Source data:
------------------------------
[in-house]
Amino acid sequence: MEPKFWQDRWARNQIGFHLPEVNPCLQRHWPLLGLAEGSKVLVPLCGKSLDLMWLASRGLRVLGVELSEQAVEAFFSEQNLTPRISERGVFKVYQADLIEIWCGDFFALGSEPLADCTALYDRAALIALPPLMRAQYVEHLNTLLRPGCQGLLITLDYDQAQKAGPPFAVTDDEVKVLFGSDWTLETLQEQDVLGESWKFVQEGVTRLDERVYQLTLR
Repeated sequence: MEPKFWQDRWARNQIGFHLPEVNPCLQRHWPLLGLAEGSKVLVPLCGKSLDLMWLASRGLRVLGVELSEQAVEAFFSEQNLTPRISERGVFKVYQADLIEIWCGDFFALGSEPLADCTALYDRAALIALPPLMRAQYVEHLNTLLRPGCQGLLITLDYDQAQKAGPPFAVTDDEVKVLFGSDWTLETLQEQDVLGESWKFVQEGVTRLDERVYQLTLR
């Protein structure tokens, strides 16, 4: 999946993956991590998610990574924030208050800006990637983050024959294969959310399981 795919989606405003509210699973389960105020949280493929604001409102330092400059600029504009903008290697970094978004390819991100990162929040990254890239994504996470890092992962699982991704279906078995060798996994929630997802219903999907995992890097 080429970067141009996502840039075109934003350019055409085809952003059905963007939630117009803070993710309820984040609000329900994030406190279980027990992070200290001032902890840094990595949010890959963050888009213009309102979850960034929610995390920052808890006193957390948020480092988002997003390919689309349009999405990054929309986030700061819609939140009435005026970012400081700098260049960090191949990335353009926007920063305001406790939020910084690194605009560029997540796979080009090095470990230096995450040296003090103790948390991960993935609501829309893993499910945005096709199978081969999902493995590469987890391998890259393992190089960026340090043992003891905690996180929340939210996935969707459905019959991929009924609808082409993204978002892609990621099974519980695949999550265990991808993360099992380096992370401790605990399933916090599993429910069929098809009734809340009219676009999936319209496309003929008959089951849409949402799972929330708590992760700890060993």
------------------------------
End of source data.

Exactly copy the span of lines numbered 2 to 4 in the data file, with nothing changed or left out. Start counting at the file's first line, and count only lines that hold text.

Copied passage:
Amino acid sequence: MEPKFWQDRWARNQIGFHLPEVNPCLQRHWPLLGLAEGSKVLVPLCGKSLDLMWLASRGLRVLGVELSEQAVEAFFSEQNLTPRISERGVFKVYQADLIEIWCGDFFALGSEPLADCTALYDRAALIALPPLMRAQYVEHLNTLLRPGCQGLLITLDYDQAQKAGPPFAVTDDEVKVLFGSDWTLETLQEQDVLGESWKFVQEGVTRLDERVYQLTLR
Repeated sequence: MEPKFWQDRWARNQIGFHLPEVNPCLQRHWPLLGLAEGSKVLVPLCGKSLDLMWLASRGLRVLGVELSEQAVEAFFSEQNLTPRISERGVFKVYQADLIEIWCGDFFALGSEPLADCTALYDRAALIALPPLMRAQYVEHLNTLLRPGCQGLLITLDYDQAQKAGPPFAVTDDEVKVLFGSDWTLETLQEQDVLGESWKFVQEGVTRLDERVYQLTLR
């Protein structure tokens, strides 16, 4: 999946993956991590998610990574924030208050800006990637983050024959294969959310399981 795919989606405003509210699973389960105020949280493929604001409102330092400059600029504009903008290697970094978004390819991100990162929040990254890239994504996470890092992962699982991704279906078995060798996994929630997802219903999907995992890097 080429970067141009996502840039075109934003350019055409085809952003059905963007939630117009803070993710309820984040609000329900994030406190279980027990992070200290001032902890840094990595949010890959963050888009213009309102979850960034929610995390920052808890006193957390948020480092988002997003390919689309349009999405990054929309986030700061819609939140009435005026970012400081700098260049960090191949990335353009926007920063305001406790939020910084690194605009560029997540796979080009090095470990230096995450040296003090103790948390991960993935609501829309893993499910945005096709199978081969999902493995590469987890391998890259393992190089960026340090043992003891905690996180929340939210996935969707459905019959991929009924609808082409993204978002892609990621099974519980695949999550265990991808993360099992380096992370401790605990399933916090599993429910069929098809009734809340009219676009999936319209496309003929008959089951849409949402799972929330708590992760700890060993």